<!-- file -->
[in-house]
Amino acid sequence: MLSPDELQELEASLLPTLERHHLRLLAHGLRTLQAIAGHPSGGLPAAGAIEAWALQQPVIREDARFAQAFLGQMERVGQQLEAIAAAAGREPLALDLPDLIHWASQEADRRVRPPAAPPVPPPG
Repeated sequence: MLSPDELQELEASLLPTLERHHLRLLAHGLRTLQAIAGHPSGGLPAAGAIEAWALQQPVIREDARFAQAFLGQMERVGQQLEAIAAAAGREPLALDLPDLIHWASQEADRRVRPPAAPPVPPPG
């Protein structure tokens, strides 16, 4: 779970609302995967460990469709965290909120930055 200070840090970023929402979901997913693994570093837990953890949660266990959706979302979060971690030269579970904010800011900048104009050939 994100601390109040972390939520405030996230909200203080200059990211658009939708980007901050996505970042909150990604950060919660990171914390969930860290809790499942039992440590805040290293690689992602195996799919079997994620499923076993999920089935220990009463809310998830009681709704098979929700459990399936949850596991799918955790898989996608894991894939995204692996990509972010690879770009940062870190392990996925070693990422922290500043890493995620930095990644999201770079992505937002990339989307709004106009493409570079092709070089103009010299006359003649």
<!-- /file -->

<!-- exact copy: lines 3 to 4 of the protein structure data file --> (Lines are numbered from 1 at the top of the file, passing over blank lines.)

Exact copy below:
Repeated sequence: MLSPDELQELEASLLPTLERHHLRLLAHGLRTLQAIAGHPSGGLPAAGAIEAWALQQPVIREDARFAQAFLGQMERVGQQLEAIAAAAGREPLALDLPDLIHWASQEADRRVRPPAAPPVPPPG
């Protein structure tokens, strides 16, 4: 779970609302995967460990469709965290909120930055 200070840090970023929402979901997913693994570093837990953890949660266990959706979302979060971690030269579970904010800011900048104009050939 994100601390109040972390939520405030996230909200203080200059990211658009939708980007901050996505970042909150990604950060919660990171914390969930860290809790499942039992440590805040290293690689992602195996799919079997994620499923076993999920089935220990009463809310998830009681709704098979929700459990399936949850596991799918955790898989996608894991894939995204692996990509972010690879770009940062870190392990996925070693990422922290500043890493995620930095990644999201770079992505937002990339989307709004106009493409570079092709070089103009010299006359003649």